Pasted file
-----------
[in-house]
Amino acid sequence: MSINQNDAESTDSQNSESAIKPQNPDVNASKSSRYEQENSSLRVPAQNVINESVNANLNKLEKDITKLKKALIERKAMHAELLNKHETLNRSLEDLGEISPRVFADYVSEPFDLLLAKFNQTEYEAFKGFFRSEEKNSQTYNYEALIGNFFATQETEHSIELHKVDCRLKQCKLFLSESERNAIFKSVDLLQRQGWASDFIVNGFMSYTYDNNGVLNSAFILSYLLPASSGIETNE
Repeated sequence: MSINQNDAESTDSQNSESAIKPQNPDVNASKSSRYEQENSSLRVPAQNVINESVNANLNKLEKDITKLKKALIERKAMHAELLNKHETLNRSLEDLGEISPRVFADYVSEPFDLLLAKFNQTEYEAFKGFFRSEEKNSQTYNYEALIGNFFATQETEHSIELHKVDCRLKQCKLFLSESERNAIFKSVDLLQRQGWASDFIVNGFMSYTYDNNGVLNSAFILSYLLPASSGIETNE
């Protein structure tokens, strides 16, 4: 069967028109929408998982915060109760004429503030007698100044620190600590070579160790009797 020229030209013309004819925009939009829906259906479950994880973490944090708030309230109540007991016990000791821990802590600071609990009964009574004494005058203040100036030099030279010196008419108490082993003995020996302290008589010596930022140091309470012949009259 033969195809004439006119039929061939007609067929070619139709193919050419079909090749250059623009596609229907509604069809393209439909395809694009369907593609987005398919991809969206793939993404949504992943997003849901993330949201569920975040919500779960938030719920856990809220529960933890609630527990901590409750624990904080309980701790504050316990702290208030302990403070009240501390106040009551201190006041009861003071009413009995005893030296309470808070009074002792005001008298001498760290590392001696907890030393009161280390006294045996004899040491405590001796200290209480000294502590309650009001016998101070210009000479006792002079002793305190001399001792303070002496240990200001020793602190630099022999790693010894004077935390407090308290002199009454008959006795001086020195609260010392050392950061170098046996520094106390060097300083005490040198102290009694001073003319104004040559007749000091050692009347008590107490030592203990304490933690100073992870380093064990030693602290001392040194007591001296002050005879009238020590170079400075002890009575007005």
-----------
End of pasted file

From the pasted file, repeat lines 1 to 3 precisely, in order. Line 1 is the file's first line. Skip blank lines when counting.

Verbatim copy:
[in-house]
Amino acid sequence: MSINQNDAESTDSQNSESAIKPQNPDVNASKSSRYEQENSSLRVPAQNVINESVNANLNKLEKDITKLKKALIERKAMHAELLNKHETLNRSLEDLGEISPRVFADYVSEPFDLLLAKFNQTEYEAFKGFFRSEEKNSQTYNYEALIGNFFATQETEHSIELHKVDCRLKQCKLFLSESERNAIFKSVDLLQRQGWASDFIVNGFMSYTYDNNGVLNSAFILSYLLPASSGIETNE
Repeated sequence: MSINQNDAESTDSQNSESAIKPQNPDVNASKSSRYEQENSSLRVPAQNVINESVNANLNKLEKDITKLKKALIERKAMHAELLNKHETLNRSLEDLGEISPRVFADYVSEPFDLLLAKFNQTEYEAFKGFFRSEEKNSQTYNYEALIGNFFATQETEHSIELHKVDCRLKQCKLFLSESERNAIFKSVDLLQRQGWASDFIVNGFMSYTYDNNGVLNSAFILSYLLPASSGIETNE